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close this bookBiodiversity in the Western Ghats: An Information Kit (IIRR, 1994, 224 p.)
close this folder6. Plants, fungi and bacteria
View the document6.1 Plant associations of the central Western Ghats
View the document6.2 Rare and endangered flowering plants
View the document6.3 Medicinal resources from the forest and sea
View the document6.4 Poisonous plants
View the document6.5 Fungi: Biodiversity, ecology and use
View the document6.6 Conserving fungi
View the document6.7 Edible mushrooms
View the document6.8 Microbial biodiversity of salt pans

6.8 Microbial biodiversity of salt pans

Salt pans are rectangular soil-based basins, protected by mud bunds. They are used to collect and evaporate water from the sea or estuaries to make brine and eventually crude crystalline salt. Common salt is not pure sodium chloride; it contains varying amounts of sodium, potassium, calcium and magnesium

Ecology and seasonal cycle

Salt pans in Goa are inundated by tidal waters and monsoon runoff. They undergo three seasonal phases: submerged (June to November), shallow (December to February), and drought (March to June).

The light intensity, temperature, pH and oxygen content of the water and sediments change from season to season. Such extreme physicochemi cal changes are detrimental to normal life, but allow microorganis ms capable of adapting to survive.


Salt pans in Goa

Goa has about 200 salt pans along its 105 km coastline.

Salt-loving microbes

Salt-loving microorganis ms are called "halophiles". They include fungi, diatoms, bacteria and cyanobacteria, which occur as free forms or in associations called "mats". Two types, halophilic archaebacteria and cyanobacteria are of special interest due to their significance to the ecosystem and economic potential.

Halophilic archaebacteria

This unique group of bacteria is one of the oldest forms of life on earth. They can adapt to major changes in temperature, oxygen, salinity and acidity, unlike true bacteria, plants and animals.
Some archacbacteria have photosensory pigments that enable them to use the sun's energy to grow and reproduce.

Salt lovers

· Slightly halophilic: tolerate 5-7% NaCI (salt) content.
· Moderately halophilic: tolerate 8-14% salt content.
· Extremely halophilic: tolerate 14-35% salt content.

As evaporation increases the salinity of a salt pan, only extreme halophiles called halophilic archaebacteria grow.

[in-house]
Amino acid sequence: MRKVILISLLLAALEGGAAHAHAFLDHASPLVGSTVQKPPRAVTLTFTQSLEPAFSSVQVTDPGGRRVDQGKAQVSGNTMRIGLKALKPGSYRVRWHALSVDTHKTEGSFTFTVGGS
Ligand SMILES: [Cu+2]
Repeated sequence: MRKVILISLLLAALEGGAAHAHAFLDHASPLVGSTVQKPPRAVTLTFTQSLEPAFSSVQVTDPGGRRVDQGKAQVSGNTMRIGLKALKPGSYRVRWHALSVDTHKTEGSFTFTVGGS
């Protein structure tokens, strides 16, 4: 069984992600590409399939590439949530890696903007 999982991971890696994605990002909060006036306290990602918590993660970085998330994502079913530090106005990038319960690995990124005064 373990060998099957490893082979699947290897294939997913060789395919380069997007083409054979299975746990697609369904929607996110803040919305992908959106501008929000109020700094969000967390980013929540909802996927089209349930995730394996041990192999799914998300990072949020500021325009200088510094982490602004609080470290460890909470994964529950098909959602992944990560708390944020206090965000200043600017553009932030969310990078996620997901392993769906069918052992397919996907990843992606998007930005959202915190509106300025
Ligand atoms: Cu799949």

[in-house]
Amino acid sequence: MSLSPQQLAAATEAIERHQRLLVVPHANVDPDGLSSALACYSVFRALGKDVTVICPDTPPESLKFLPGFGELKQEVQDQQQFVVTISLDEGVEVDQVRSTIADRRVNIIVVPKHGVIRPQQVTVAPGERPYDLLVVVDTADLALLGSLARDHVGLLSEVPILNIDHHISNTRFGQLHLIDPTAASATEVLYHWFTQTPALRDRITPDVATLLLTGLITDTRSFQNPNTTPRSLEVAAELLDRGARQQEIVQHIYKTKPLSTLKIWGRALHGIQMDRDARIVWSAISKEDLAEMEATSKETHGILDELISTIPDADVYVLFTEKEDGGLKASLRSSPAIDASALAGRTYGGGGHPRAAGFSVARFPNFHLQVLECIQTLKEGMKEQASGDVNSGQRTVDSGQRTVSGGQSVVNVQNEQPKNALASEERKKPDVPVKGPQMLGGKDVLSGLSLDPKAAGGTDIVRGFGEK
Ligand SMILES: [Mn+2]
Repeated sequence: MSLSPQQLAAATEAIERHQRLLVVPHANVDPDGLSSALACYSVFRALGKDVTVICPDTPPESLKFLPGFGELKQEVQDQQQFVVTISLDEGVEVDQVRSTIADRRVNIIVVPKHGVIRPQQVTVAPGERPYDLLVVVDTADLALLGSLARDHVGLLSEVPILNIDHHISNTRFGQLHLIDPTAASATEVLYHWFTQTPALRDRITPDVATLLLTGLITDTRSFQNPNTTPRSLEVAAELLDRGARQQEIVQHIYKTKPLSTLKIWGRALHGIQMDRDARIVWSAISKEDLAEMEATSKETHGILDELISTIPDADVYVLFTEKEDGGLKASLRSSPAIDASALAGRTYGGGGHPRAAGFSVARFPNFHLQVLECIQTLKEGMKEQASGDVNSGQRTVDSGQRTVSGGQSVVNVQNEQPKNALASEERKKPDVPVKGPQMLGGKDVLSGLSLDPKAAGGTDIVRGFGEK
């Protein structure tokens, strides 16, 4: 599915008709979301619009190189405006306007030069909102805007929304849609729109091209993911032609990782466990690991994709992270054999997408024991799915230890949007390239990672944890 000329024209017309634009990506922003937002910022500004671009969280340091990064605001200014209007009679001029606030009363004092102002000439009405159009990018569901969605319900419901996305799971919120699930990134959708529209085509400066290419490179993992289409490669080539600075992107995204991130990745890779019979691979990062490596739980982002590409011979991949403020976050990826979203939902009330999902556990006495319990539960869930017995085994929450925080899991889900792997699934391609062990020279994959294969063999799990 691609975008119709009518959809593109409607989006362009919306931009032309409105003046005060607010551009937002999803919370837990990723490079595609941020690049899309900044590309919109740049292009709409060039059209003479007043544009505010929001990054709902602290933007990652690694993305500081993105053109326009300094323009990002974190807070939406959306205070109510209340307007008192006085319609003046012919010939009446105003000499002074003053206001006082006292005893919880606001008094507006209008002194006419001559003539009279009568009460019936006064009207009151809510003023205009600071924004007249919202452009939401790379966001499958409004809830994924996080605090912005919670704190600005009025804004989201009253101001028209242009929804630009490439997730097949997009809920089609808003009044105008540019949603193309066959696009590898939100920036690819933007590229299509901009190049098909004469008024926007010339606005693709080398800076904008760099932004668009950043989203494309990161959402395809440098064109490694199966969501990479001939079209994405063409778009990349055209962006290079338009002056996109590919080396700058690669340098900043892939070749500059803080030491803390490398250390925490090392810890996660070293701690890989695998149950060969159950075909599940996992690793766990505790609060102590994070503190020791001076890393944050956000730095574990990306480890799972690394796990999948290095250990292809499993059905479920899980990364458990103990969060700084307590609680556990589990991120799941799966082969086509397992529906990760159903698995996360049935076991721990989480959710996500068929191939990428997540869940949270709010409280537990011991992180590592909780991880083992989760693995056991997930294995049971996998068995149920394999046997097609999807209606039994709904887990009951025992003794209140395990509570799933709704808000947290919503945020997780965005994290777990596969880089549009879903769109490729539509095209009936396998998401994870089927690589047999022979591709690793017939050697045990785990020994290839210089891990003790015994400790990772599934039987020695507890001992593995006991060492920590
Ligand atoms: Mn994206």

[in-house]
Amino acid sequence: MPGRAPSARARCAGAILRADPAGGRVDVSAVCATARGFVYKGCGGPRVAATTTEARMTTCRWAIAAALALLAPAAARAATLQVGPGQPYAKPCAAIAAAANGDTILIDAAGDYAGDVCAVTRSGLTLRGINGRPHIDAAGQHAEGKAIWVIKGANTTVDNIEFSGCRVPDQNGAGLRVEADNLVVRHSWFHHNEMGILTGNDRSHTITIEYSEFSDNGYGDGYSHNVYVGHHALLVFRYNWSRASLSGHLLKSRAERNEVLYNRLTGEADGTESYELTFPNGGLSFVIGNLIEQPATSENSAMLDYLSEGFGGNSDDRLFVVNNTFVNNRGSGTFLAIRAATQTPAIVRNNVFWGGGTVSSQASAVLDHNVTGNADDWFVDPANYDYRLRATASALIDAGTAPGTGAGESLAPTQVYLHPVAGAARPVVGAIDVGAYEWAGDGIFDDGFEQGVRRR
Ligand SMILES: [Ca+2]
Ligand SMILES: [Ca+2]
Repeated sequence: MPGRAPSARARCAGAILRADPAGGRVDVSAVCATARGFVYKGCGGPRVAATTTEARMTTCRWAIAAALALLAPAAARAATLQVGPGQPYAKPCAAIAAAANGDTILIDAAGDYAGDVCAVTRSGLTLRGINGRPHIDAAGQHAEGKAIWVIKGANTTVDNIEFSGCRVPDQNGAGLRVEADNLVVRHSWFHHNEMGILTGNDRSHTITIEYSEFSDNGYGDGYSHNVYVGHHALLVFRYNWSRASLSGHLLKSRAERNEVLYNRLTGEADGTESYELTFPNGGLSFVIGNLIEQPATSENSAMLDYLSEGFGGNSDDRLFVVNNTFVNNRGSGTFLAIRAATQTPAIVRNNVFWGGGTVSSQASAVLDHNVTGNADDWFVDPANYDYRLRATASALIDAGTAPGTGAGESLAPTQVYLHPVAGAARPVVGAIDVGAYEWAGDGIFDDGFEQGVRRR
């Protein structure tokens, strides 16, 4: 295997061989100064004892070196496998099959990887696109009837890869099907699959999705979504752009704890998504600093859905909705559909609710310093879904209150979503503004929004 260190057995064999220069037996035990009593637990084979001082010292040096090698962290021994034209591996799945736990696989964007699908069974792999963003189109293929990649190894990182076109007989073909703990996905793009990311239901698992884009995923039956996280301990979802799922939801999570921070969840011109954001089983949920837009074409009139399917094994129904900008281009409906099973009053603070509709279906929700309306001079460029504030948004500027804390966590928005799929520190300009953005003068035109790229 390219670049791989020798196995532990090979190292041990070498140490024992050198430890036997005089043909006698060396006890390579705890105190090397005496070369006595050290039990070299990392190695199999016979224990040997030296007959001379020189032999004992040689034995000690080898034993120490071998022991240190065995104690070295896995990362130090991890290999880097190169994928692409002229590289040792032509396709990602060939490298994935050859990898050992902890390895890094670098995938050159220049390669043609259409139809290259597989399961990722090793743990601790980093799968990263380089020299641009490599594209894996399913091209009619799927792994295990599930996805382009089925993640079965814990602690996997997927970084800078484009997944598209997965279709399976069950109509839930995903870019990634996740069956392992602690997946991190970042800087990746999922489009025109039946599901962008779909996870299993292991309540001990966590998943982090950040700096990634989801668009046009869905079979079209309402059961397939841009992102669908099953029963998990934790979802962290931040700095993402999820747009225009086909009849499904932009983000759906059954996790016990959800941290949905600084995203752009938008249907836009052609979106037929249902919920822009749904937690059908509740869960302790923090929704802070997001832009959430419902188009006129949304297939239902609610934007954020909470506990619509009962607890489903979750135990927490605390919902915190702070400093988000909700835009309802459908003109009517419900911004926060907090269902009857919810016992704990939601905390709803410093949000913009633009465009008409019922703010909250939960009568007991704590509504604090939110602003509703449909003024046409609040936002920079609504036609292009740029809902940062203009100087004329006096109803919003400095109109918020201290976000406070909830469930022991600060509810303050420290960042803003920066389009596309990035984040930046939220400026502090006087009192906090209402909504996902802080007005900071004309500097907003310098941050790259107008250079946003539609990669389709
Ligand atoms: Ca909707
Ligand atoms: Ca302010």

Types of halophilic archaebacteria

Halobacteria:
Rods, disks, cups, squares, rectangles and triangles.

Halococcus:
Spheres.

Haloarcula:
Change in shape as they grow.


Types of halophilic archaebacteria

In 1980, these remarkable organisms were assigned to an exclusive biological kingdom, "Archaebacteria".

Cyanobacteria

Cyanobacteria have pigments which harness light energy and fix carbon. Some also fix nitrogen and increase soil fertility.

These microorganisms occur in a wide range of forms: spheres, hemispheres, cylinders, elliptical, filaments-branched and unbranched.

Halophilic cyanobacteria:

· Fix atmospheric nitrogen and enrich the nitrogen economy of the neighbouring khazan (saline) paddies.

· Fix atmospheric carbon as biomass which is then available as feed to shrimp cultures of khazan land.

· Take in carbon dioxide and give out oxygen.

Economic importance

Both halophilic archaebacteria and Cyanobacteria could be harnessed for agricultural and industrial use, for instance, to produce biogas. With their ability to adapt to toxic levels of chemicals and physical stress, they could also be used to remove heavy metals, crude oil and suspended matter from polluted water.

Potential uses of halophilic micro-organisms


Halophilic archaebacteria

Cyanobacteria

Biomass

Beta-carotenes, detergents, oil recovery

Food (nutrient supplements), livestock feed production, textile dyes, food colours, biofertilizer production.

Pollution control

Heavy metal adsorption, oil degradation

Heavy metal removal, oil degradation, water recycling

Non-conventional energy

Photochemical energy, biogas

Hydrogen fuel cells, biogas production

Electronics

Artificial light-sensitive - pigments


Salt pans under threat

Goa's salt pans are becoming extinct due to use of land for housing, roads, railways and aquaculture. Pollution (such as oil and grease) from barges and other boats, monsoon runoff from mining areas, and industrial effluents in estuarine waters put a heavy stress on even the tolerant halophilic microorganisms. These pollutants may also contaminate the salt produced in the pans.


Salt pans under threat

Conservation

Salt pans are an important ecological niche for microorganisms involved in the cycling and fixing of oxygen, sulphur, carbon and nitrogen.

· Salt pans should be protected from encroachment and pollution.

· Research is needed to isolate these unique microflora and conserve them for biotechnology research and industrial use.

Prepared by Dr. I. Furtado